June 3, 2014
South Burnett Mayor Wayne Kratzmann will be “knocking on the State Government’s door” ASAP after the news that $3.5 million has been earmarked for recreational rail trails in the 2014-15 State Budget.
The money will be allocated over the next four years and will be open to applications.
The Budget papers say the funding “has been internally reallocated to increase active recreation and tourist visitation by extending and enhancing Queensland’s network of recreational rail trails for walkers, cyclists and horse riders”.
The South Burnett had been promised $546,234 to develop a rail trail between Murgon and Kingaroy in the dying days of the Rudd Federal Government.
At the time, the South Burnett Regional Council was assured by then-Agriculture Minister Joel Fitzgibbon that funding was not reliant on the outcome of the Federal Election.
However, shortly after gaining power, the incoming Abbott Coalition Government announced there was no money available to finance many of the Labor Party’s projects, which were seen as unfunded election promises.
Member for Nanango Deb Frecklington said today she would be urging the South Burnett Regional Council to apply for the new State Government funding.
She believed Somerset Council would also be interested in the scheme.
The Member for Callide, Deputy Premier Jeff Seeney, is also believed to be keen for the former Murgon to Theebine rail corridor to be developed as a trail.
Mayor Kratzmann said the rail trail program was good news, but he was also thrilled that Kingaroy would be getting a new police station.
And although disappointed, he understood why Kingaroy Hospital had missed out this time: “It’s a big State and the money has to be shared … we got a police station, we probably couldn’t expect to get both in the same Budget”.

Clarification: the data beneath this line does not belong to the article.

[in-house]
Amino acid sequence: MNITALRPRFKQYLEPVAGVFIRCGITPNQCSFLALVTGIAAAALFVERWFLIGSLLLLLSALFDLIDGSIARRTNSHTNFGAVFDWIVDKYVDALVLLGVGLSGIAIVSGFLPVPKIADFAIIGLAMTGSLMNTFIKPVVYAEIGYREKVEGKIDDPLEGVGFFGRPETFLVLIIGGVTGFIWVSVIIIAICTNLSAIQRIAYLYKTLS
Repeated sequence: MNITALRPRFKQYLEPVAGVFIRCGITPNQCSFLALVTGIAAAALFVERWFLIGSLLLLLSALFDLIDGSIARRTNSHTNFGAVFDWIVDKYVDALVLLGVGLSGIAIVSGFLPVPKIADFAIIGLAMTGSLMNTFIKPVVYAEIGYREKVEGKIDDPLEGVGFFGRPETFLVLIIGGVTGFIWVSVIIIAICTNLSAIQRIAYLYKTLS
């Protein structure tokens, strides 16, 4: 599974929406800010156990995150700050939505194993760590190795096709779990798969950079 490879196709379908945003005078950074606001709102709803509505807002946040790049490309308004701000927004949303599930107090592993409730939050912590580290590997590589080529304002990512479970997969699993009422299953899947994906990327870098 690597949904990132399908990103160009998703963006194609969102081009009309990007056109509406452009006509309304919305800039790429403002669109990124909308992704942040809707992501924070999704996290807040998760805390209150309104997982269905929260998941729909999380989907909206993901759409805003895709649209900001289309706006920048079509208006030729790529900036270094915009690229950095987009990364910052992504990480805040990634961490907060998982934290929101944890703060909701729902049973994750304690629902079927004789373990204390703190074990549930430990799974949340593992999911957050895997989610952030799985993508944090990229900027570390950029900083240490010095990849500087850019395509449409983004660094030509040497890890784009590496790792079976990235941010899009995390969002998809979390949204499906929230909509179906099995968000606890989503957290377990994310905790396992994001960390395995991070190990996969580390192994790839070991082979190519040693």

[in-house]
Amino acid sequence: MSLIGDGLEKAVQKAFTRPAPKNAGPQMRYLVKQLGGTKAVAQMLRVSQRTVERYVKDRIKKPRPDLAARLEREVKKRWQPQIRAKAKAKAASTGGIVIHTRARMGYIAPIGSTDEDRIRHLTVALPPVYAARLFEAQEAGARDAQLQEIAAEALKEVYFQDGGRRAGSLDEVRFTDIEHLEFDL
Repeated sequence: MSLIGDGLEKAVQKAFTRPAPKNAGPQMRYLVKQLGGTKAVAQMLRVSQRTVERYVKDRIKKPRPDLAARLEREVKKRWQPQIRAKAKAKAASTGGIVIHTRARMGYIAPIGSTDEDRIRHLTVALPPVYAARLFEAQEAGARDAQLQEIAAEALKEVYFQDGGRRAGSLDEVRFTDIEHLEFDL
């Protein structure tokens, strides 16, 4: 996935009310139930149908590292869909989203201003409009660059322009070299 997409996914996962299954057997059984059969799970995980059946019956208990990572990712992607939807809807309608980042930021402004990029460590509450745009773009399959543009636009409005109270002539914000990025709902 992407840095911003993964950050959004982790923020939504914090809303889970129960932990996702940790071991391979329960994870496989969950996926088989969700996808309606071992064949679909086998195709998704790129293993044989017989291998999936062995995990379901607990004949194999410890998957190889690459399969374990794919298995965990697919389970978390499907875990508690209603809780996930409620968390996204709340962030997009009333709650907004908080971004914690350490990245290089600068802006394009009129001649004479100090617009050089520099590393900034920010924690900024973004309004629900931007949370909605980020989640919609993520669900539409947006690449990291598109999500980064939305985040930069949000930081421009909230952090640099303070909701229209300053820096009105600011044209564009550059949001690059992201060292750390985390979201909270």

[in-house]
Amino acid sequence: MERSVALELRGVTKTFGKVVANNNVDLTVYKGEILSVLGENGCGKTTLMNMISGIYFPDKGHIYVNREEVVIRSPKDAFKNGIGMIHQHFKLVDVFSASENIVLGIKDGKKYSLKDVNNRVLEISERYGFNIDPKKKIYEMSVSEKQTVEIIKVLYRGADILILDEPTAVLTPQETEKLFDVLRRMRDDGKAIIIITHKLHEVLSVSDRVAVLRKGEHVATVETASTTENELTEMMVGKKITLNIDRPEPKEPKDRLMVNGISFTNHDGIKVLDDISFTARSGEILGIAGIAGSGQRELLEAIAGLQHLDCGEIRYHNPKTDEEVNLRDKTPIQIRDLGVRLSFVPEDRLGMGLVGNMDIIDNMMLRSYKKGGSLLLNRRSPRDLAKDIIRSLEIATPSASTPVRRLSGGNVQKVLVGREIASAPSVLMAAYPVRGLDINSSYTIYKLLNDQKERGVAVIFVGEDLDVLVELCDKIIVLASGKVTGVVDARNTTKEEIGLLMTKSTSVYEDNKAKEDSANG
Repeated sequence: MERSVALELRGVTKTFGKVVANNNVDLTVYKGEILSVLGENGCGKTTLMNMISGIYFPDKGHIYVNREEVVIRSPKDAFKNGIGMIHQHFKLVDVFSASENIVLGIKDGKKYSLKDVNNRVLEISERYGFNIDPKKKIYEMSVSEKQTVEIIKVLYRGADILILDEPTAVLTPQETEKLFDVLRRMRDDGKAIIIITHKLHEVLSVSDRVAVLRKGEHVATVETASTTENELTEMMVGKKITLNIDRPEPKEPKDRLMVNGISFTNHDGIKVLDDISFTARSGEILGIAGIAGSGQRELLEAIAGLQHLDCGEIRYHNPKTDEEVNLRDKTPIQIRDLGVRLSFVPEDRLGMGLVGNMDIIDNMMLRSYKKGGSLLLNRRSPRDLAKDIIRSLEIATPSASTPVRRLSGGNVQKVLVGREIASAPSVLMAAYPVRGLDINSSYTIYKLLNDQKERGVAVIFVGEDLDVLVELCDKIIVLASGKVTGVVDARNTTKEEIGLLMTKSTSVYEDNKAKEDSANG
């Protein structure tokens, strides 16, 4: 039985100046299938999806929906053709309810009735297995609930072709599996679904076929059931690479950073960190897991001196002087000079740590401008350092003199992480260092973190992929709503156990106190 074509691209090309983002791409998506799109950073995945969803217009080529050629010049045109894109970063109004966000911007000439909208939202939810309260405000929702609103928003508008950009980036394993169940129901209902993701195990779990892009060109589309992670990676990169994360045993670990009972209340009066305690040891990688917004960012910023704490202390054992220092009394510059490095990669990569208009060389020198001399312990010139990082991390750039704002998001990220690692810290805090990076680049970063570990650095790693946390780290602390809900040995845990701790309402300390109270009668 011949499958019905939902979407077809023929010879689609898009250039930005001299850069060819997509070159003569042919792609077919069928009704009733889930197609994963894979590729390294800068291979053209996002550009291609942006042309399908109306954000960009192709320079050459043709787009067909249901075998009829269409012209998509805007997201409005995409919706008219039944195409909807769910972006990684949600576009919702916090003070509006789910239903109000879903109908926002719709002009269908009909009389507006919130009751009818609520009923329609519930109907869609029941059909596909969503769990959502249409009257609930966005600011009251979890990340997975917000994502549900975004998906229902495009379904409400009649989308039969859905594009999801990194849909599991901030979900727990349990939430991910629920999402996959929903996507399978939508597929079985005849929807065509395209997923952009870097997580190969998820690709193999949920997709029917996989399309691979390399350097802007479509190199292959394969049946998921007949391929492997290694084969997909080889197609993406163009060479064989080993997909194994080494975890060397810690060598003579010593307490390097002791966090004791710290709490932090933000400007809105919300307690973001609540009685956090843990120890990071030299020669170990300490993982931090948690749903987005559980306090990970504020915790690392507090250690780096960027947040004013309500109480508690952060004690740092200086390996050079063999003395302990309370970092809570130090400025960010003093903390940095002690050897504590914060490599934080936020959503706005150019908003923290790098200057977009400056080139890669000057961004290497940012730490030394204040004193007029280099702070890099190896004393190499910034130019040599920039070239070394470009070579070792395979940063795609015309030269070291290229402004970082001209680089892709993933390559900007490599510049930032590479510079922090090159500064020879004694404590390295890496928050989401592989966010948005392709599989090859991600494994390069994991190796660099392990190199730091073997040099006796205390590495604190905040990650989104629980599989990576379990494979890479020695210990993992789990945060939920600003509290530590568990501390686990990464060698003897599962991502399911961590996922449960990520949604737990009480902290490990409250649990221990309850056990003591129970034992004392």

Funding for 20 more country race meetings across the State – which would be allocated by Racing Queensland – was also good news.
Mayor Kratzmann, who is also president of the South Burnett Race Club, said Wondai would probably seek another meeting, and he expected Nanango Race Club may also be interested.
He said the news that various State Government assets had been earmarked for sale after the next election was “fair enough”.
“We knew it was coming,” he said.
He said there would be implications with the sale of Stanwell and parts of SunWater but it would be wrong to pre-judge the possible effects at this stage.
However, the one thing that does have the Mayor worried from the State Budget is the 15 per cent reduction of the Pensioner Concession Rebate on rates.
He said this would mean that the $200 rebate that pensioners currently received on their rates notices would be cut back to $170.
“It’s very disappointing. I understand that it’s coming from the Federal Government and has just been passed on, but things are tough enough without having a shot at the poor old pensioners,” Mayor Kratzmann said.
He said he would be raising the issue with both Deputy Prime Minister Warren Truss and Queensland Local Government Minister David Crisafulli.